The Rose Playhouse is on its way to being up there with Shakespeare’s other ‘shining star’ the Globe Theatre. The Rose may be smaller and more rudimental but what it lacks in size and stature it makes up for with ambition, charm and pedigree.
In an intimate space hovering above and incorporating the site of The Rose’s archaeological dig, Othello is performed as a 21st century concept. The office setting is an inspired choice by director Pamela Schermann. Where else can you find such a den of vice and intrigue? A work environment where idle gossip can be spread not only at the water cooler, but via social media?
The original themes of deliberate mischief, greed, power and ambition have moved seamlessly from the shores of Venice and Turkey to the boardrooms of modern day London. Daily life today is still a war zone a battle for survival under the crippling costs of London living. Othello and Iago are soldiers with Othello being the ‘General Manager’ and Iago the impatient junior manager coveting his position. The use of deception and betrayal, rather than hard work and commitment to progress is a situation we are all familiar with – we all know somebody like that! Hitting somebody in the weak spot of their heart, rather than fighting them on their own terms is a coward’s act, all is not fair in love and war.
There is no focus on the race element of the story. Othello is oft referred to as a Moor, in keeping with the original text but the prejudice that is against him is more one of jealousy of his position and success. The expression of disapproval by Desdemona’s father would just as easily be of his daughter marrying a business man too busy for the attentions a marriage would need.
The company are faultless, each bringing their characters with ease into modern life, whilst retaining Shakespeare’s original sentiment. Othello (James Barnes) is beautiful, both in physical form and articulation. An excellent portrayal of a leader of business confident in killer negotiations, but lost in the ways of women, a show of strength and vulnerability. A man felled by his doubts of the love of his wife. As true in the 1600’s as is it is today, a woman can be ruined by the gossip of others; even when that woman is a professional with a flawless character such as Desdemona (sweetly played by Samantha Lock). She is a confident equal partner in Othello’s work and bed, an uneasy pairing that even love cannot save.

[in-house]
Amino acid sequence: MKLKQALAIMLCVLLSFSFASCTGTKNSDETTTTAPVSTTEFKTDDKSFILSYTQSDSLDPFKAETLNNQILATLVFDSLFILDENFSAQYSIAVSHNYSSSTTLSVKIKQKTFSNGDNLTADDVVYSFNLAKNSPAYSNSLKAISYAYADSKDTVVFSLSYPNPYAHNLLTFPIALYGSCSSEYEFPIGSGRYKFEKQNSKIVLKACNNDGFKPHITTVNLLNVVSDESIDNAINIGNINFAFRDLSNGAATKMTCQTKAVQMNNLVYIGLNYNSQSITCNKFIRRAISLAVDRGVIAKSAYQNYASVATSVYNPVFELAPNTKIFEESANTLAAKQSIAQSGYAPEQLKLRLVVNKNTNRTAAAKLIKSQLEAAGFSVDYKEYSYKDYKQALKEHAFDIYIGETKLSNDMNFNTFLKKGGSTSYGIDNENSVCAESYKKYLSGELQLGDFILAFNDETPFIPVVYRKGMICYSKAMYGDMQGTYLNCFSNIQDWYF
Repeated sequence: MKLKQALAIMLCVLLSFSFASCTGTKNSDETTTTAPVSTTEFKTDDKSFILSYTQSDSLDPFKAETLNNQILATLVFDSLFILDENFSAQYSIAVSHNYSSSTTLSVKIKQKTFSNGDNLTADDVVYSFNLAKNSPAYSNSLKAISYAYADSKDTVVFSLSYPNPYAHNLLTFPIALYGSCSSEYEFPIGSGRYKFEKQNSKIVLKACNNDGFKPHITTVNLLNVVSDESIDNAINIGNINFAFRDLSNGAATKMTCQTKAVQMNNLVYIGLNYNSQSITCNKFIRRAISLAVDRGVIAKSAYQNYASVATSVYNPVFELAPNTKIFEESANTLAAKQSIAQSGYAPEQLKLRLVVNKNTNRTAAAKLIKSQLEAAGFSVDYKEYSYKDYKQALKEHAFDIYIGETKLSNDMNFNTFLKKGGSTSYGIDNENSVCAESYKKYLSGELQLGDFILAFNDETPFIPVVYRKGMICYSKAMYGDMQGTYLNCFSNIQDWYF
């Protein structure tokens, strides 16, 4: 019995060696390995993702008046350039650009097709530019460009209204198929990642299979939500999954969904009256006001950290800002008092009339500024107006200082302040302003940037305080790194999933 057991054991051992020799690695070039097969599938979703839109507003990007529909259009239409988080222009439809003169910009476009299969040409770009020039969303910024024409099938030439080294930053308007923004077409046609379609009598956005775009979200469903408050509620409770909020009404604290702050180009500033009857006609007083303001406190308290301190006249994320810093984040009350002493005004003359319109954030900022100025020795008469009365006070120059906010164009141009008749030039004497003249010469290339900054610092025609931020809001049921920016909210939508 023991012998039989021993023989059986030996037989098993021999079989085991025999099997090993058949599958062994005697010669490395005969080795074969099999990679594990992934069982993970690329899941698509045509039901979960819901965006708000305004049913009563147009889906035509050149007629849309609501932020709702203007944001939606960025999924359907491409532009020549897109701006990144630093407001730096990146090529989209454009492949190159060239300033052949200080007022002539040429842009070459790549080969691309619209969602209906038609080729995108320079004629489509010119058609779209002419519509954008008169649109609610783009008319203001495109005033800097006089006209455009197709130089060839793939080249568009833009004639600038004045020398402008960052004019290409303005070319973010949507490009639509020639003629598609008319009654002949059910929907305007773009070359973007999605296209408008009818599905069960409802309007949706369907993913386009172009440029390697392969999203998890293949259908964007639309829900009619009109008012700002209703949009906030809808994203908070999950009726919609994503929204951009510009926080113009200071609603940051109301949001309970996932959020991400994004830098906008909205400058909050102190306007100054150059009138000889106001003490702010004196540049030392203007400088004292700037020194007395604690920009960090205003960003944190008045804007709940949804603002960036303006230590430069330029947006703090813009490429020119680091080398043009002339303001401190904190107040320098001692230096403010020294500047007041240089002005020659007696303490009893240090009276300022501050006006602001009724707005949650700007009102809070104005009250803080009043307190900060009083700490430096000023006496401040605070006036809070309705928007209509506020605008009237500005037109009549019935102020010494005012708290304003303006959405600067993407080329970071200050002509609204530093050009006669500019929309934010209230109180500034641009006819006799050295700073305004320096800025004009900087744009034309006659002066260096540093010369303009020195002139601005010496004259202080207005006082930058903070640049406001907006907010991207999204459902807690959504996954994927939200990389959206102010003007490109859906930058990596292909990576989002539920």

In a company of just five, it is easy for everybody to shine. The supporting characters of Amelia (Ella Duncan) and Cassio (Denholm Spurr) are both passionate and bright. Their unwitting involvement in the scandal that destroys the lives and loves of their colleagues is heartbreakingly innocent in its depiction of how far a wrong word or gesture can go, and the tragedy it can lead to.
The brightest star of all is the catalyst of all the trouble. Trevor Murphy’s stage presence is larger and almost more powerful than the Rose can handle. He seems truly possessed by the evil Iago with every bodily movement and expression. We the audience can see his Machiavellian actions as he controls the ruination through carefully placed words and evidence. Although we witness this treachery his representation of the ‘honest’ team mate is somehow still believable.
This is a marvellous re-imagining of the tale of Othello and Desdemona. Lying, cheating, murder and mayhem it’s just another day at the office! The use of lighting and the location and inclusion of the Rose’s dig site into the play adds a cold and sometimes sinister effect to the murderous outcome. This is a unique experience.
Review by Rachel Borland
Returning to The Rose Playhouse, after their acclaimed production of The Taming of the Shrew in 2013 and the opera Orpheus and Eurydice in 2014, Time Zone Theatre presents a new, contemporary adaptation of William Shakespeare’s tragedy Othello. Director Pamela Schermann transfers the action to the cityscape of modern London. Here, in this high-flying executive business world, we dive into an abyss of power and intrigue, riddled with suspicion and jealousy. Beneath the surface of this civilised and polite environment we encounter brutality and callousness.
This fast-paced adaptation cuts Shakespeare’s tragedy Othello down to its five main characters and focuses on their relationship with each other. The entire play is set in the meeting room of the company’s office. Everyone is under constant surveillance, private and business lives entwine, workers are caught in a bubble without privacy or time off outside the Corporation. There’s always someone watching you, analysing your every move and waiting for an opportunity to stab you in your back.
CREATIVES: Pamela Schermann (director), Gillian Steventon (costume designer), Petr Vocka (lighting designer), Philip Matejtschuk (sound designer), Theresa Schwarzkopf (assistant director).
Cast: James Barnes (Othello), Trevor Murphy (Iago), Samantha Lock (Desdemona), Ella Duncan (Emilia), and Denholm Spurr (Cassio).
The Rose Playhouse
Bankside 56 Park Street, London SE1 9AR
3rd – 28th February 2015, Tues – Sat 7.30pm, Sun 3pm only
Box office: 020 7261 9565, firstname.lastname@example.org
Tickets: £ 12 (£ 10 Concessions)
Twitter: @TimeZoneTheatre, @RoseTheatreSE1, #Othello2015
Friday 6th February 2015